ADCH++ User Guide

Well in an attempt to get user to understand how to use ADCH++ ive made a simple user guide that will show the basics of using ADCH++

http://builds.adcportal.com/index.php?folder=YWRjaHBwL3VzZXJfZ3VpZGU=

Hopefully this guide will end up in the repository for ADCH++ and suggestions on missing features or details needing more explanation are always welcome just post about it in the blog post or at DCDev Public

ADCH++ 2.4 pushed out

Hi

Well a new version of ADCH++ is out due to the fact that we kinda messed up the 2.3 release so for all of you that are out there running 2.3 update to 2.4 and you will be fine.

We also added documentation from ADCH++ on the website for any developer wanting to help out by making plugins or lua scripts.

http://adchpp.sf.net/doc/

changelog:

  • 222. By Pietry
    edited installer, changelog, version
  • 221. By poy
    fix command dispatching
  • 220. By poy
    fix ban reason
  • 219. By poy
    add +topic (and aliases), shortcut to +cfg topic
  • 218. By poy
    add history & motd to the default scripts list

ADCH++ (Windows Bin Zip File)

ADCH++ (Windows Installation)

ADCH++ (Source Windows/Linux)

ADCH++ now more then an empty shell

Hey people back again doing a monolog here on the blog this time its about ADCH++ 2.3

We all know that the last release wasn’t a big success but i wanna show of the new features in ADCH++ , it was more then a year ago since we had a release on ADCH++ and much new stuff has been added into it.

So what are the new features:

User Commands, ADCS (preliminary implementation), more scripts for the soft.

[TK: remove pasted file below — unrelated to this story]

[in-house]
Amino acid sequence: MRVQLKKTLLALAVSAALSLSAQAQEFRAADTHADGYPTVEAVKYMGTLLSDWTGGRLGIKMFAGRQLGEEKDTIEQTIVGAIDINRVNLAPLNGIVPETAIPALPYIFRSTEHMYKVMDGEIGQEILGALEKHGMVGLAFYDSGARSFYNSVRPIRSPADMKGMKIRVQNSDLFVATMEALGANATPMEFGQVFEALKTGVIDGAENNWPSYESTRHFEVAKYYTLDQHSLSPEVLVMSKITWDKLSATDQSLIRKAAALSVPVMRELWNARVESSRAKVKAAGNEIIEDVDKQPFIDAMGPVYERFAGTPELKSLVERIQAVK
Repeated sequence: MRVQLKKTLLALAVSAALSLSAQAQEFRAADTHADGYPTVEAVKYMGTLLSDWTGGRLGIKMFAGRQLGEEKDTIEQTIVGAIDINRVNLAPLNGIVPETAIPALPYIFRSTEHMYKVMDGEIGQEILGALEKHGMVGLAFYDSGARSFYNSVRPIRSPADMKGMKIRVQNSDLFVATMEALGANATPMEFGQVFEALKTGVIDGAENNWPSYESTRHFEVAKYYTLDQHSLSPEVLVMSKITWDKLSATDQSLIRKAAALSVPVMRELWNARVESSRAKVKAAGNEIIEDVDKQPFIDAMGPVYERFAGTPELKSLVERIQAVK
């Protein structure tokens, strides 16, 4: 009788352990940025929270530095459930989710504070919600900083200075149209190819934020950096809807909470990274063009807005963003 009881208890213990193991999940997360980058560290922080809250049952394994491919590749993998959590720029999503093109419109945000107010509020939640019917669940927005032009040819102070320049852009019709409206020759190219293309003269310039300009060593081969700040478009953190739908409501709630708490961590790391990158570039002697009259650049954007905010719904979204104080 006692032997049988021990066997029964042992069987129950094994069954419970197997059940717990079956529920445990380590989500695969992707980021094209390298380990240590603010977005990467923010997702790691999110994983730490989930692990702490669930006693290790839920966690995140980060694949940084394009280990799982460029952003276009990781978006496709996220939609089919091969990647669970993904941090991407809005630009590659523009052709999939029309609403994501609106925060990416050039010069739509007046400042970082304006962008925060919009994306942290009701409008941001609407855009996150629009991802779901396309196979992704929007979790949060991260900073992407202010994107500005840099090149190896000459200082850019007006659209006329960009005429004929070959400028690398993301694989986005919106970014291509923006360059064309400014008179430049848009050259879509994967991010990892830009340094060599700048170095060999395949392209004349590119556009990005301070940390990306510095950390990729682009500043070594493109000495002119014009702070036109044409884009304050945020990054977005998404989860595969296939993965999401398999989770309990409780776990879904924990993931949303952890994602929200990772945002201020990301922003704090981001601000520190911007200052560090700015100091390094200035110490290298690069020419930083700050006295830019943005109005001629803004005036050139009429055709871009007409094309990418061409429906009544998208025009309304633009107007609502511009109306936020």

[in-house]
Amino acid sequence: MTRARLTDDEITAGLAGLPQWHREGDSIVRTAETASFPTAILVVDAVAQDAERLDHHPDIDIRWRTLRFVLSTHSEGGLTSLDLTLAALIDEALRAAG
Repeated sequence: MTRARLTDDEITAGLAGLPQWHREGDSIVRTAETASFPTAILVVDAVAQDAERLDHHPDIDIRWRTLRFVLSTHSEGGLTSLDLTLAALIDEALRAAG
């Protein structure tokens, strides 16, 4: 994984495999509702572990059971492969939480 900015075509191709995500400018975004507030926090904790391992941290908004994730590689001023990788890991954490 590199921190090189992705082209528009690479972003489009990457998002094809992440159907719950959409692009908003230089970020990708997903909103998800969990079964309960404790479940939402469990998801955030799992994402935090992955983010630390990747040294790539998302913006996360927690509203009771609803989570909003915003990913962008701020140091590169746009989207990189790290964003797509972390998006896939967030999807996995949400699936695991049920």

There is also a doxygen included in the BZR repo at launchpad for anyone that wants to make a plugin in C++ or make lua scripts or python script all you have to do is download Doxygen to make the documentation we will host the documentation at ADCH++ webspace on Sourceforge also.

I really wanna commend poy for his efforts put into this version of ADCH++ and listening to input and feedback with this version things can only get better in the future of ADCH++

We are still looking for a GUI maker so if your out there and think you got what it takes drop into DCDev Public and talk to us or drop the source of at launchpad.

and we hope that suggestions for ADCH++ will come up at our tracker on Launchpad so we can get your input for what your missing in ADCH++ or possible bugs thats giving your problems.

So people out there give it a go and say what you think about it :)

ADCH++ 2.3 Windows Installer

ADCH++ 2.3 Windows Zip File

ADCH++ 2.3 Source Code (both Windows and Linux)

ADCH++ First Release

After more than a year, here it comes, ADCH++ 2.1 , the first release. You can find it here.

Contains an installer and a zip for win32 users ( precompiled and ready to go ). Note that win32 testing has not been completed throughly ( may still have some problems ). If you have anything to report, you can visit the public development hub adc://devpublic.myhub.org:16591 or reply to this post.

The release also contains a source package ready to be compiled by linux or windows users. More information about compiling can be found in the readme.txt file supplied in the package, or in some previous blog posts :

Compiling ADCH++ under windows and
Compiling ADCH++ under POSIX

ADCH++ is compatible with ADC 1.0 ( but like DC++, supports older versions of protocol for easening the transition ).

This release does not include the Bloom filter (not fully completed ) , although it can be created by compiling the source . ( The bloom filter creates a hashmap of all users’ share, and searches that don’t have any possible result are ignored , hence reducing bandwidth and resource usage )

2.1 is marked unstable for obvious reasons, but hopefully in the future there will be a more stable release.

Scripts For ADCH++

Please post links to the scripts you have made for ADCH++ here.

If you need hosting for them, I can quite happily do that for you. :)

Look around for more space to escape